Lara Kantardjian

Interview by Heidi Kuisma for ‘We Sink Ships

‘In Transit’ photography exhibition April 2010

25 participating photographers from around the world


What inspires you?

Life. Love. Leonard Cohen. A Leica. Analogue photography. Improvising on the piano.
Light; the black and white of night and day. The shades of the rainbow in a new season.

Do you think you have a certain style?

Certainly do; just look.

Orson Welles said: ‘A film is never really good unless the camera is an eye in the head of a poet.’
As a fine art photographer I strive for something like that.

What are your influences?

Many things speak to me and have the feel of a lover’s touch: the kind of visual poetry
created by great directors like Wong Kar-Wai, Andrei Tarkovsky, John Hillcoat, Krzysztof
Kieslowski, Wim Wenders, Ridley Scott, Stanley Kubrick, Christoffer Boe. I could go on.
Then there is the sublime, melancholic and seductive music of Leonard Cohen, Dirty Three,
Keith Jarrett, Yann Tiersen and Astor Piazolla … to name a few.

The sheer power of the poetry of Homer, Milton, Shakespeare, Dante, Rilke, Lorca, and
Coleridge is so resonant that it informs my own creative outlook. Not all cheery stuff.

I am not influenced directly by any specific writer but certain lines, chapters or an entire body
of work, (The Bible for example) can leave a mark on me. I’d put the writings of Haruki
Murakami, Cormac McCarthy, Sam Shepard, Raymond Carver, Richard Ford, in that category.

Similarly, single images or the lifetime’s work of photographers I admire have resonated with me.
I’m thinking here of such people as Ralph Gibson, Robert Frank, Sally Mann, Ansel Adams,
Hunter S. Thompson, Jean Loup Sieff, Tarkovsky’s ‘Polaroids’ and the Magnum photographers
Bruce Davidson, Erich Hartmann, Cartier-Bresson.

Then there are specific work of art ‘The Raising of Lazarus’ by Caravaggio, Rothko’s late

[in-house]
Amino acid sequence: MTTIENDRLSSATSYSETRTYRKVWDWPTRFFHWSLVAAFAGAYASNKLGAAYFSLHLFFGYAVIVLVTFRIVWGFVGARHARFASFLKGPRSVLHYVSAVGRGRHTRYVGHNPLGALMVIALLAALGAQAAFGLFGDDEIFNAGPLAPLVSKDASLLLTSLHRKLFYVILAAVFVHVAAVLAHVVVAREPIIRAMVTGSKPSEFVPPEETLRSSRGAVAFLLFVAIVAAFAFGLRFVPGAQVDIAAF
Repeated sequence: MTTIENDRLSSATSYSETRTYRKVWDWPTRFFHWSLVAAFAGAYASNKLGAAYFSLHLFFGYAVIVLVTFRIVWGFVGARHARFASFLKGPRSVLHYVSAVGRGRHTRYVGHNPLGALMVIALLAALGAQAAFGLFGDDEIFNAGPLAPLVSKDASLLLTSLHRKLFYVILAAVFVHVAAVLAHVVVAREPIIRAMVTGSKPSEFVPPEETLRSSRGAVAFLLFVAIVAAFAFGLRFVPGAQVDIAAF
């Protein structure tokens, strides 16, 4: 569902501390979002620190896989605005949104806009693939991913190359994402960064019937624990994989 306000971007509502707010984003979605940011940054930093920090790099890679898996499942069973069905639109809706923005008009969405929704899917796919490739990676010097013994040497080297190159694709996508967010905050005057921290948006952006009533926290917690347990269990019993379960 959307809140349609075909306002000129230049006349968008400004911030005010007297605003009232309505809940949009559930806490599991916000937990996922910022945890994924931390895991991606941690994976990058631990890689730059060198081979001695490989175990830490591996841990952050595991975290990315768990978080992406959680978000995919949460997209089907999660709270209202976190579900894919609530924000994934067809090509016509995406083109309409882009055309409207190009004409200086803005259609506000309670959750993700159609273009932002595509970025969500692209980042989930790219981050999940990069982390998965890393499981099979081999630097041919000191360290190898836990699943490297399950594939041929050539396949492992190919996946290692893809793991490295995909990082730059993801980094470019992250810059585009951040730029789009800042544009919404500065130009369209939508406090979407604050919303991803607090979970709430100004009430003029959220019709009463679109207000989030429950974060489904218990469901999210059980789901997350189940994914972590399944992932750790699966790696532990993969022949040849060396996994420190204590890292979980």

maroon paintings, Gerhard Richter’s ‘Atlas,’ Anselm Kiefer’s ‘High Priestess’ Tapies’ gray
paintings and James Turrell’s red and blue light installations.

– all of these things speak to me.

How did you get into photography? What made you pick up a camera?

It was when I discovered a portrait photograph of a young man whom, at 11 years of age, I
became secretly infatuated with. I understood then the powerful psychological impact a
photograph could have. The photograph was unlike anything I had seen before. Infatuation
aside, I was transfixed by the intensity of the light and colour, the compositional style, the
shallow depth of focus, the detail, the film grain, the sombre yet sensual mood the image
captured. It is still vivid in my memory. That photograph changed my way of seeing. It set
my heart on replacing my Kodak Ektra 52 (110mm film) P&S compact with an SLR. And
with my first, a Zenith EM and Praktica MTL3, I felt a whole world had opened; standard
and wide angle manual focus lenses offered almost limitless creative and experimental
possibilities. I used both cameras right up to entering art college. Thereafter came
rangefinders, medium format and half-frame cameras, as well as dark room developing
process and the whole history of photography.

What does photography mean to you?

A great deal. You know, the depth of my soul kinda stuff.

As with my painting, photography is another means of self expression: to realize the images I
first see in my mind. Even after 30 years I still get excited by the process of putting rolls of
film through my cameras. (Cameras are more portable than canvasses and the process is more
immediate, so I have a lot more negatives at home then canvasses in my studio.)

Is there a story behind the photos you chose for In Transit?

Always. Each has its story. Some are poems; some are novels. They’re all part of the odyssey.